Clipper No. 3 in the series (though you could have called the Saturday-Sunday system a series of about 4 different clipper-like disturbances) dives our way late Monday into Tuesday. There are many complications that will lead to a trickier forecast. First off, the Arctic air mass is starting to moderate, so that the critical freezing line at the surface and up to a mile high will wander northward into or very near our region. Secondly, the main center of the next clipper appears likely to move north of our region, which means we could be on the “warm” side of the system, enhancing the pull of slightly milder air northward. Thirdly, there may be a low near the Gulf Coast that becomes at least partly involved and supplies a bit more moisture. Most forecast models do not show the northern and southern lows teaming up very effectively, so it’s possible this low stays to the south and is not a major player (other than perhaps consolidating the moisture flow to the south and drying up the air in between the two lows.) In all of that, it appears unlikely, as of late Sunday, that we are headed to a widespread snowfall, even a light one, late Monday and early Tuesday. But there could be a light mix of precipitation, with the best chance of snow north and west of Roanoke. The Hydrometeorological Prediction Center focuses the core likelihood of 1+ inch of snow in West Virginia (no surprise) with high chances west of Interstate 77 in Virginia, and lesser chances edging eastward into the western New River Valley. There will likely be some more upslope snowfall — northwest winds squeezing out moisture crossing the mountains — once this storm system passes.
We are heading for a steadily milder pattern through the week as highs push back into the 40s and 50s rather than recent 20s and 30s. A storm system late in the week will spread moisture again over our area by Friday and Saturday. From this distance, it looks to be a mostly rain situation, but ice/snow on the front end with lingering or wedged cold air and some upslope snow showers on the back end with colder air on the back side of the storm are at least possible. It appears we may be headed for another rainy storm in the days before Valentine’s Day. Long-range guidance has been conflicting on whether the mid to latter part of February turns warm or cold, but I’ll just pitch in that rumors of winter’s soon demise have been greatly exaggerated.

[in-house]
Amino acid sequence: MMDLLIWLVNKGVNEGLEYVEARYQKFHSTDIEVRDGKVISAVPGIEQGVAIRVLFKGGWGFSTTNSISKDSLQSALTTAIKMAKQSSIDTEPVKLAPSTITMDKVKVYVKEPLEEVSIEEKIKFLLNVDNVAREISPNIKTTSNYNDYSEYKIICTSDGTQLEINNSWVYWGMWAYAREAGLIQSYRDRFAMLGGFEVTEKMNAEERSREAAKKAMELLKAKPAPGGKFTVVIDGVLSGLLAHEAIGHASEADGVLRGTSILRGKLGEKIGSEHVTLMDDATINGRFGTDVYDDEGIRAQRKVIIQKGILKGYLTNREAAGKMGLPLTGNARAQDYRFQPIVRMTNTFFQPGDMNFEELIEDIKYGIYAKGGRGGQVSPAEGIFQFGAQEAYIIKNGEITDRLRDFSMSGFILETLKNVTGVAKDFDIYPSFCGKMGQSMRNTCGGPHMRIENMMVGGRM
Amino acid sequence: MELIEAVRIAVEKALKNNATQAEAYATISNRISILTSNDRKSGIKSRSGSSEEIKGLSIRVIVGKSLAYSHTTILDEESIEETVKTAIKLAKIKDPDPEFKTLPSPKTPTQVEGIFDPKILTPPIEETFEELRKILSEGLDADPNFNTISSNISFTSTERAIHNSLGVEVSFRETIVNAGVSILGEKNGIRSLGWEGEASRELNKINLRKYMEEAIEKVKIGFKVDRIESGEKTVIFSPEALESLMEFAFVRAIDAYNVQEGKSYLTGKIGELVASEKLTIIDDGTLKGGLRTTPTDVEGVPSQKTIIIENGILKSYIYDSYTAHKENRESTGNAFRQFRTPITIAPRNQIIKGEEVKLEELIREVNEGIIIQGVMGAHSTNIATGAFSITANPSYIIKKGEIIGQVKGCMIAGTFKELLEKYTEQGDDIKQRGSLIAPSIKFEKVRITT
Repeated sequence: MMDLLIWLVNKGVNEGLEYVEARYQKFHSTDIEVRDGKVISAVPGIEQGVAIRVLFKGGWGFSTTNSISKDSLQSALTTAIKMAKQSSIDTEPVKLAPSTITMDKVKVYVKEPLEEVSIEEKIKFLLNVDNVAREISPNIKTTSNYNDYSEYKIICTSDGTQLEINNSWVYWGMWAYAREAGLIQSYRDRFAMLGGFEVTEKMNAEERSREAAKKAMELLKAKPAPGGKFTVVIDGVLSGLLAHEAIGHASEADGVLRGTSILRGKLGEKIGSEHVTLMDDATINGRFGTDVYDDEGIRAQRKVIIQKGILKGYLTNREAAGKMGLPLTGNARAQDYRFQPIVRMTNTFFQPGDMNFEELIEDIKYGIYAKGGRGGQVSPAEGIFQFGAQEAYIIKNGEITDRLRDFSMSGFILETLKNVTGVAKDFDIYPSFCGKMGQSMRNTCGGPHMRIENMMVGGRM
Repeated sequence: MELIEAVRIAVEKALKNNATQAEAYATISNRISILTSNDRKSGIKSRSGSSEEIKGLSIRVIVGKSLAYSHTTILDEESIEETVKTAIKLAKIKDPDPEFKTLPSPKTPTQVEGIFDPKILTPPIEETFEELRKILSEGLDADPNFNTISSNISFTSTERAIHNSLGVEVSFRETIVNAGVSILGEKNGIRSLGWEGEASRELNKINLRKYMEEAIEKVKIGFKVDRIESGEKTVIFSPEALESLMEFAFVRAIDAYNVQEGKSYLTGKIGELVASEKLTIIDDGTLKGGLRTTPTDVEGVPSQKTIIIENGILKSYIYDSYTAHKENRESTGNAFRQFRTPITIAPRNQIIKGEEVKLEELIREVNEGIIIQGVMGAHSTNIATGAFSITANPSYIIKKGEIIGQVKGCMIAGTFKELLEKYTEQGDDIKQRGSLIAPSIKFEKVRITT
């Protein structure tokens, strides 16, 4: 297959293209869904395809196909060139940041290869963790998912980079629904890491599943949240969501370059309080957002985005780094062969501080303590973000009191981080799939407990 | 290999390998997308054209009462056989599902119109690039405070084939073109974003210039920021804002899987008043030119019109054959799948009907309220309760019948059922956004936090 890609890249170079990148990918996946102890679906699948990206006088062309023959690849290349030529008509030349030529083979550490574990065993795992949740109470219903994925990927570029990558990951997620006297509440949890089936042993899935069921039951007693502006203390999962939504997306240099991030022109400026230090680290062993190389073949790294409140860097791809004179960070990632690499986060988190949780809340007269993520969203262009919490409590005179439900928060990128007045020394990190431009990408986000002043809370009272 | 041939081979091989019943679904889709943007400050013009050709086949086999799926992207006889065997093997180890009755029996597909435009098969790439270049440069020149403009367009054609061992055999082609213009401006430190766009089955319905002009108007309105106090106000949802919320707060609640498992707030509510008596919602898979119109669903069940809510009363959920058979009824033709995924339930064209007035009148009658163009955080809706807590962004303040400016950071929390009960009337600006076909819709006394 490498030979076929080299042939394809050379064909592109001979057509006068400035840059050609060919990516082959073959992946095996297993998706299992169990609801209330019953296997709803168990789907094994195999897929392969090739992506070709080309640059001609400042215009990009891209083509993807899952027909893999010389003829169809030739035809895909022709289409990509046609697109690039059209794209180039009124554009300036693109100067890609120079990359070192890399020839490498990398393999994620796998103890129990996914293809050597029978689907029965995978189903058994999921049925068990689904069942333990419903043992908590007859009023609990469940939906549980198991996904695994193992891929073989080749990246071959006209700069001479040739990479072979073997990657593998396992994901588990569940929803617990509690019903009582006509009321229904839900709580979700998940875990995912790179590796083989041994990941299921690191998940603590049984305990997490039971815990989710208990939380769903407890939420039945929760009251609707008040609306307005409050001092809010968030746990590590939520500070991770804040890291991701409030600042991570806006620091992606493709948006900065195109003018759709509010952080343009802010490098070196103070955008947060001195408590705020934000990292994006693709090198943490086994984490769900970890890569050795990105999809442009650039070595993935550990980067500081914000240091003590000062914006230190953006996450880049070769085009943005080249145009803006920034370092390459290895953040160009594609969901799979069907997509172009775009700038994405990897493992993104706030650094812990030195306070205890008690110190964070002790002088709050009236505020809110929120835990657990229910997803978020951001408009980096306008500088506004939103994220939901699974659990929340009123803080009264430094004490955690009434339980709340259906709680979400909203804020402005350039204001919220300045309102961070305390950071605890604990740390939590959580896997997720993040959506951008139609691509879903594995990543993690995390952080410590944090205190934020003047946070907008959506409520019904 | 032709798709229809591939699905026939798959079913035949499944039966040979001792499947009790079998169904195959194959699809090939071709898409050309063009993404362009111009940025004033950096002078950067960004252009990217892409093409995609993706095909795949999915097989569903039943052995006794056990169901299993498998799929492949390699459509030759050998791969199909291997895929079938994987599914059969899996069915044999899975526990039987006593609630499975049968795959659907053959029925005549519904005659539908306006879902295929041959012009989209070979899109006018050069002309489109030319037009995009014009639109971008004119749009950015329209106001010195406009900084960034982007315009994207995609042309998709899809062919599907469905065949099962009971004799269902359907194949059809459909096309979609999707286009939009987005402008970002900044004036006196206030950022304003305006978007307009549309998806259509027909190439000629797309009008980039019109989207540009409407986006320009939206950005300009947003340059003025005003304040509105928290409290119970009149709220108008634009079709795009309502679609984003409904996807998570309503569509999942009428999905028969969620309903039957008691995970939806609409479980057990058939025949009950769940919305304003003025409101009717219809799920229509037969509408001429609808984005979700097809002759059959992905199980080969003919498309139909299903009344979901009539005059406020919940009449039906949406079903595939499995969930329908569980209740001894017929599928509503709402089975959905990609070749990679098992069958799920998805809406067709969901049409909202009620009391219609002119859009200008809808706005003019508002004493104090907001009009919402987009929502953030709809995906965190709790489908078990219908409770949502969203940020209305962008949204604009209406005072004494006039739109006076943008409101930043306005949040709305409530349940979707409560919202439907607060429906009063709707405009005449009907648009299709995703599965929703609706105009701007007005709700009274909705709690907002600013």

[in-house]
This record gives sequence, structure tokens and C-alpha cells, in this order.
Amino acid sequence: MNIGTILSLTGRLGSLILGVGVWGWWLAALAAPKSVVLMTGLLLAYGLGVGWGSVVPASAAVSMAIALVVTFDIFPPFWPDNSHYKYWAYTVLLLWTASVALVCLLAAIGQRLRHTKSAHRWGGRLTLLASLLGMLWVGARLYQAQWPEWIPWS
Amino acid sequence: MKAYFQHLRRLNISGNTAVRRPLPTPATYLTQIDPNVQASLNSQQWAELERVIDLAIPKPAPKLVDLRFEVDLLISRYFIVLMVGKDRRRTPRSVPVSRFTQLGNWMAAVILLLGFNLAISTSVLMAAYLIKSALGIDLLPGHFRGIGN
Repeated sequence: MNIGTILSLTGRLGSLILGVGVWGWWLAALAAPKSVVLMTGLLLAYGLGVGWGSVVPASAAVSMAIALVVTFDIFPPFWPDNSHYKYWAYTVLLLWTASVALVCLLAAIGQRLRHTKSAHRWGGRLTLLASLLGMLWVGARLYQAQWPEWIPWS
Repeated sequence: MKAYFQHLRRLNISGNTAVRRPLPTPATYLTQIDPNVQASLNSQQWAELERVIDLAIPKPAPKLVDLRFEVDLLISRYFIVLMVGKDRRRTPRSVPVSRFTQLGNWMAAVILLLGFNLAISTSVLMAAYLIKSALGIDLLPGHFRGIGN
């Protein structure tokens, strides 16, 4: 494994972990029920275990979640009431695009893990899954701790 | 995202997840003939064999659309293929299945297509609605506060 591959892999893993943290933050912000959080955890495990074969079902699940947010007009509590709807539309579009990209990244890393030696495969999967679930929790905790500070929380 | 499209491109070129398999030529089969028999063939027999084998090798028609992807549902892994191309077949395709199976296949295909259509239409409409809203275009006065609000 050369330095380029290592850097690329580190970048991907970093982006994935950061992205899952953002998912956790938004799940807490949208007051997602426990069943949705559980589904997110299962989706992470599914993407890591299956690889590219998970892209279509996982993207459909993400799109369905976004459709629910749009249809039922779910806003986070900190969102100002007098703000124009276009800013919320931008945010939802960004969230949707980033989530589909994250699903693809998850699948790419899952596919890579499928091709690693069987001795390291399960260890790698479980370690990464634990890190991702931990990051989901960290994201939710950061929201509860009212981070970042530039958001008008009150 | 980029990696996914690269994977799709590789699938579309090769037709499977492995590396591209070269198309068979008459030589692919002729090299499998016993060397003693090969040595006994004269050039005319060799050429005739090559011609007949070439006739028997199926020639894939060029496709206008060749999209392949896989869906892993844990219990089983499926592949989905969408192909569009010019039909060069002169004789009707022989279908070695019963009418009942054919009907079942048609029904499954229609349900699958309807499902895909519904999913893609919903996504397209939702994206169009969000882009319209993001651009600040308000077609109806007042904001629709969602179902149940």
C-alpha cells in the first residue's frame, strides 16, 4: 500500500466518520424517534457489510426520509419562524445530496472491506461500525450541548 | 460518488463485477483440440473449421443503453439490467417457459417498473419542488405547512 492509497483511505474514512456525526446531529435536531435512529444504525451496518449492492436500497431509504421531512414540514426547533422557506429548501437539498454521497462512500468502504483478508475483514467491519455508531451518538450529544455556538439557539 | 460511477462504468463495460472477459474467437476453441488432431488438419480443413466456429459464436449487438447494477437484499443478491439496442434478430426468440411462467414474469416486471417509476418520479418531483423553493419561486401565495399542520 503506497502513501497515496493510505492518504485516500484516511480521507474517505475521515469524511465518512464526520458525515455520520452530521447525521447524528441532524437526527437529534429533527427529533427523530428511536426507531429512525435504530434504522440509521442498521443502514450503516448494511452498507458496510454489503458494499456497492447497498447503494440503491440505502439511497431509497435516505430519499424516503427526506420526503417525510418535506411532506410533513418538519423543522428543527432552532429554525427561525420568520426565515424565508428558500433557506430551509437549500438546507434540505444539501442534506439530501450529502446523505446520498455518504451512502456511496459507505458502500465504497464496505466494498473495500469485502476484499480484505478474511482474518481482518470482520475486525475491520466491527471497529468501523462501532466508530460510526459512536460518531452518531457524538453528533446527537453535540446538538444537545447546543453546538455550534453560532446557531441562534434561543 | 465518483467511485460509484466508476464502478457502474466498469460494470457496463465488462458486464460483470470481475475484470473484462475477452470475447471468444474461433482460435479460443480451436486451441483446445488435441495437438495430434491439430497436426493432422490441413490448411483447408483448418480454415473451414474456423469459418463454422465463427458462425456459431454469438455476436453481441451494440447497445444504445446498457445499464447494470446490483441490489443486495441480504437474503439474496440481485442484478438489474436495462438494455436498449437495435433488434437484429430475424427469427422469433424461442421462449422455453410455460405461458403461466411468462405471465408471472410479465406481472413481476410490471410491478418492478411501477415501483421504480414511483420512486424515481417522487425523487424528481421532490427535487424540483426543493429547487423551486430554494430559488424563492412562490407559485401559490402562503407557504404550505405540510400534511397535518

Chance of 1 inch of snow, rated from 0 to 10 snowflakes.
Roanoke: *** 3 snowflakes out of 10
Blacksburg: ***** 5 snowflakes out of 10
Outlook: Another Alberta clipper – a fast southeast-moving low-pressure system — like the ones that affected our area early Friday and again late Saturday into Sunday is headed down for late Monday night and Tuesday. Temperatures will be more marginal for frozen precipitation with it than the previous clippers, but it may connect with a southern low and tap a bit more moisture. Given marginal temperatures and the typical elevation/topography issues, I don’t expect Roanoke to get an inch of snow out of this. Blacksburg, again, could much more easily squeeze out an inch, though it’s a close call. I’m going with an even-odds chance for Blacksburg and two flakes less for Roanoke. There is a late-week storm that looks to be much milder than the first one. It’s not out of the realm of possibility for this to encounter a little cold air on its front side or to swing some cold air behind Friday or Saturday. It doesn’t change my thinking on the probabilities for the week too much, though.
Looking back: I didn’t catch onto the parade of Alberta clippers until after the snow meter had published. If I had, I would have gone much higher than three snowflakes for Blacksburg. Instead, 2.9 inches of snow fell there Friday through Sunday, which busted the snow meter (more than an inch of snow with less than 5 snowflakes) and gives me a loss. Roanoke only got 0.4 inch, officially, so I get a win for going three snowflakes and less than an inch falling.
Current records: 7-2 for Roanoke, 5-4 for Blacksburg.